Now look around at the concert audience; how many of them are reading the notes in the booklet? The chances are none. Why read something so superficial and uninteresting? Best simply to look at the pictures and study the ads.
When I was a diploma examiner for Trinity College London, we began to ask candidates to submit their own programme notes. While I read them assiduously, often checked references and double-checked facts, most of my colleagues did not. They simply looked at the word count and issued a mark accordingly. Most handed the notes back to the candidate at the end of the exam (I think this practice has now been banned – I hope so) insensitive to the hours of effort that had been expended on their composition. If I mentioned to a fellow examiner that some fact or other was wrong, the response invariably was, “we can’t be expected to check all the facts”. Such indifference completely undermined (perhaps still does) the value of programme notes. Many candidates simply cut and paste from Wikipedia the night before the exam, with no consequence on their final result. But there were (and, thankfully, still are) the few who really cared, whose teachers recognised that, if nothing else, the practice of writing programme notes helped foster a deeper understanding of the music beyond the mere technical challenges it presented. If you see a diploma as a means of education rather than as a piece of paper, the programme notes are truly invaluable - and I urge all teachers and students to think about this. If, on the other hand, a diploma is just an acquisition, by all means treat the programme notes with indifference - chances are, you'll get away with it! (I offer my personalised guidance on this to all who ask - but precious few do!)
Financial constraints. A couple of years back when a major festival was being planned for Singapore, an eminent violinist approached me and asked if I would write the notes “as we want to have interesting, informative and knowledgeable programme notes to reflect the quality of the playing”. I eagerly agreed and named a fee. “Oh!” came the horrified response, “We were not budgeting for that”. I wonder if she would be willing to present a recital for me free of charge. Of course not, and I would be neither rude enough nor thoughtless enough to ask. My knowledge and skill has been honed over years and at great personal cost – just as hers has been. Why is my contribution, therefore, so contemptuously dismissed? All my professional life I have been battling against those who feel that anybody can write about music, so why bother to pay somebody to do it well?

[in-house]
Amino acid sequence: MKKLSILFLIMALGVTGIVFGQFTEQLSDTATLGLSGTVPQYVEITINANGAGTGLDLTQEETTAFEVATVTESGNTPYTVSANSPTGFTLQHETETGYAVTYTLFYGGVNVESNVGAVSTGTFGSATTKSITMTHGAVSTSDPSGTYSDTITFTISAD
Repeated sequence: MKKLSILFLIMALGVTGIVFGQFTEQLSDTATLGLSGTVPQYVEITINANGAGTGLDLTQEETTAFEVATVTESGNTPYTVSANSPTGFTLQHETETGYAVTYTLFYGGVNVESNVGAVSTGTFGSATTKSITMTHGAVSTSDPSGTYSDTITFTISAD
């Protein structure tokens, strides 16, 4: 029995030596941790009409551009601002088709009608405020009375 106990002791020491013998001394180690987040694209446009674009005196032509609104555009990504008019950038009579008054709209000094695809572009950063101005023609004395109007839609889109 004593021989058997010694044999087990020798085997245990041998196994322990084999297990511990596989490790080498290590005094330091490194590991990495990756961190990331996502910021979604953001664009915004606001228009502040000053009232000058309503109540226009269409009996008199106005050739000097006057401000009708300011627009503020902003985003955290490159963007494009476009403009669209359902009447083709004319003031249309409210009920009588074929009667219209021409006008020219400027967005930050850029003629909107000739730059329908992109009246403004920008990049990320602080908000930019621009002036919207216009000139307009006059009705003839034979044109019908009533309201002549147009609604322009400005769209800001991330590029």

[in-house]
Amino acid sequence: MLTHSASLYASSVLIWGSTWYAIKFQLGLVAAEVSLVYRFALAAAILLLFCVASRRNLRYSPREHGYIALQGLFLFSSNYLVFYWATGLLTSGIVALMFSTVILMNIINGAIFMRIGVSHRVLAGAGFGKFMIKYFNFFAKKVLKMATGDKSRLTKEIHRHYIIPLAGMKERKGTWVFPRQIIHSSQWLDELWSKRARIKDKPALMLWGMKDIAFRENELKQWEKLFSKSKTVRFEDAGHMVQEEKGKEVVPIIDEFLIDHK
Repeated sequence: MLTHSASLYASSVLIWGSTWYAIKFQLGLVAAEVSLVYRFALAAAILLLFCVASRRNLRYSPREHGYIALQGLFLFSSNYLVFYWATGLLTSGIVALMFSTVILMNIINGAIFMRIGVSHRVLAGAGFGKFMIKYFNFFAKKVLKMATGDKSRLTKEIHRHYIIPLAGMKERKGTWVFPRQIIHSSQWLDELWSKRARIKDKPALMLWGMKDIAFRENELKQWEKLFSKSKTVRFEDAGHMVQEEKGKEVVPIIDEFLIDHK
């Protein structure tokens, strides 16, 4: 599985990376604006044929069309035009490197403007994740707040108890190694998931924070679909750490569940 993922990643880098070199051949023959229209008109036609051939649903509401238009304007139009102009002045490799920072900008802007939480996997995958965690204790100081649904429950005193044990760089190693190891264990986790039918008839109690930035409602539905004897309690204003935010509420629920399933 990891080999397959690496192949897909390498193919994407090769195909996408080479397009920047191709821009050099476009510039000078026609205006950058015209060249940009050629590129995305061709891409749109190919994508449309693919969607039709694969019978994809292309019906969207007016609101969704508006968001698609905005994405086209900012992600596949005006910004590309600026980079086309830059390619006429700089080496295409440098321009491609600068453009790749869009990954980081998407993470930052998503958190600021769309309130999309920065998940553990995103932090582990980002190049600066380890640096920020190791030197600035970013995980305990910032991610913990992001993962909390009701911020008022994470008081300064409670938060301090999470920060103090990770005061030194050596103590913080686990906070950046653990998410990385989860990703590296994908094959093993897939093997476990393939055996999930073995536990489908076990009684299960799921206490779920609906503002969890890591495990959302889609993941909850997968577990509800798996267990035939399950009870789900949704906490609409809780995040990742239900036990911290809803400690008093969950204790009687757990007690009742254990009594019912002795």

Political Correctness. Putting music in its societal and historic context often involves reminding us about the morals and ethics of the past. These can be both uncomfortable and difficult. When I was programme annotator for the Malaysian Philharmonic Orchestra, I was forever having to tread delicately over Islamic sensitives when discussing the music of those composers who, through no fault of their own, had lived in times which did not share the ethics of late 20th century Malaysian Muslims.
And it’s not just religious; a recent note submitted to a US concert agency about a Haydn work which had been commissioned with money from the slave trade was rejected on the grounds that this was an unacceptably contentious issue, while I had to fight long and hard with one Asian orchestra to convince them that Leroy Anderson was not black, so did not belong in a programme highlighting music from “forgotten minorities”.